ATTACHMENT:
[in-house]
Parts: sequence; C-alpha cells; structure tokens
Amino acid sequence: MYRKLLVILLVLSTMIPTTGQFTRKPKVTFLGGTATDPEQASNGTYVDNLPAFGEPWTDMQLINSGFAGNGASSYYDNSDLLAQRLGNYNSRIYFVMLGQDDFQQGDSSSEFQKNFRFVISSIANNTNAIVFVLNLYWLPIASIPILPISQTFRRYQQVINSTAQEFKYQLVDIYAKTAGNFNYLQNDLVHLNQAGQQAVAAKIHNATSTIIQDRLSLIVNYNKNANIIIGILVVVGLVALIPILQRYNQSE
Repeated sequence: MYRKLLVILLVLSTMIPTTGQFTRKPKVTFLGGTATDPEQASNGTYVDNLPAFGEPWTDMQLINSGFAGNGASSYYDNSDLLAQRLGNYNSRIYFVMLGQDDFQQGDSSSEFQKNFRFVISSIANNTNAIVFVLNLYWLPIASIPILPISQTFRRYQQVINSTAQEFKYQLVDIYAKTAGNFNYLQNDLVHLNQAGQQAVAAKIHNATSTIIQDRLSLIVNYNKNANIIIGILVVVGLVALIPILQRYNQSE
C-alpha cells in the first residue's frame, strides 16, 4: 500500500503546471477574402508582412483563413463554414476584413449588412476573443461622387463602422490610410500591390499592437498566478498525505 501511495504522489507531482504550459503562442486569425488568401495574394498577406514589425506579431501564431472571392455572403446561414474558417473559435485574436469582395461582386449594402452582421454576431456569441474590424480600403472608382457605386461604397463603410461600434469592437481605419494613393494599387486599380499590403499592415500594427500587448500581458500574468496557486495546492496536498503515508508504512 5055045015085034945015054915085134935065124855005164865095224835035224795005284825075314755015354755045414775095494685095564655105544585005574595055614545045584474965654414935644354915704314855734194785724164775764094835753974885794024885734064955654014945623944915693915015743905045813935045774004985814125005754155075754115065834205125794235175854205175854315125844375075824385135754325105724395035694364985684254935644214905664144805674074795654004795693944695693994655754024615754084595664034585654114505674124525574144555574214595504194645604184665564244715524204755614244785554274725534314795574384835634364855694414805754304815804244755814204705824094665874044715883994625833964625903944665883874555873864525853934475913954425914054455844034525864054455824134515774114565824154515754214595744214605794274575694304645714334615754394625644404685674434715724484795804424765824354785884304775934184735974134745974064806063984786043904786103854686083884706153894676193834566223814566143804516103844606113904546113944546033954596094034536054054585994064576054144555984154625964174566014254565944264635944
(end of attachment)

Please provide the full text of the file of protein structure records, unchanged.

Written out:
[in-house]
Parts: sequence; C-alpha cells; structure tokens
Amino acid sequence: MYRKLLVILLVLSTMIPTTGQFTRKPKVTFLGGTATDPEQASNGTYVDNLPAFGEPWTDMQLINSGFAGNGASSYYDNSDLLAQRLGNYNSRIYFVMLGQDDFQQGDSSSEFQKNFRFVISSIANNTNAIVFVLNLYWLPIASIPILPISQTFRRYQQVINSTAQEFKYQLVDIYAKTAGNFNYLQNDLVHLNQAGQQAVAAKIHNATSTIIQDRLSLIVNYNKNANIIIGILVVVGLVALIPILQRYNQSE
Repeated sequence: MYRKLLVILLVLSTMIPTTGQFTRKPKVTFLGGTATDPEQASNGTYVDNLPAFGEPWTDMQLINSGFAGNGASSYYDNSDLLAQRLGNYNSRIYFVMLGQDDFQQGDSSSEFQKNFRFVISSIANNTNAIVFVLNLYWLPIASIPILPISQTFRRYQQVINSTAQEFKYQLVDIYAKTAGNFNYLQNDLVHLNQAGQQAVAAKIHNATSTIIQDRLSLIVNYNKNANIIIGILVVVGLVALIPILQRYNQSE
C-alpha cells in the first residue's frame, strides 16, 4: 500500500503546471477574402508582412483563413463554414476584413449588412476573443461622387463602422490610410500591390499592437498566478498525505 501511495504522489507531482504550459503562442486569425488568401495574394498577406514589425506579431501564431472571392455572403446561414474558417473559435485574436469582395461582386449594402452582421454576431456569441474590424480600403472608382457605386461604397463603410461600434469592437481605419494613393494599387486599380499590403499592415500594427500587448500581458500574468496557486495546492496536498503515508508504512 5055045015085034945015054915085134935065124855005164865095224835035224795005284825075314755015354755045414775095494685095564655105544585005574595055614545045584474965654414935644354915704314855734194785724164775764094835753974885794024885734064955654014945623944915693915015743905045813935045774004985814125005754155075754115065834205125794235175854205175854315125844375075824385135754325105724395035694364985684254935644214905664144805674074795654004795693944695693994655754024615754084595664034585654114505674124525574144555574214595504194645604184665564244715524204755614244785554274725534314795574384835634364855694414805754304815804244755814204705824094665874044715883994625833964625903944665883874555873864525853934475913954425914054455844034525864054455824134515774114565824154515754214595744214605794274575694304645714334615754394625644404685674434715724484795804424765824354785884304775934184735974134745974064806063984786043904786103854686083884706153894676193834566223814566143804516103844606113904546113944546033954596094034536054054585994064576054144555984154625964174566014254565944264635944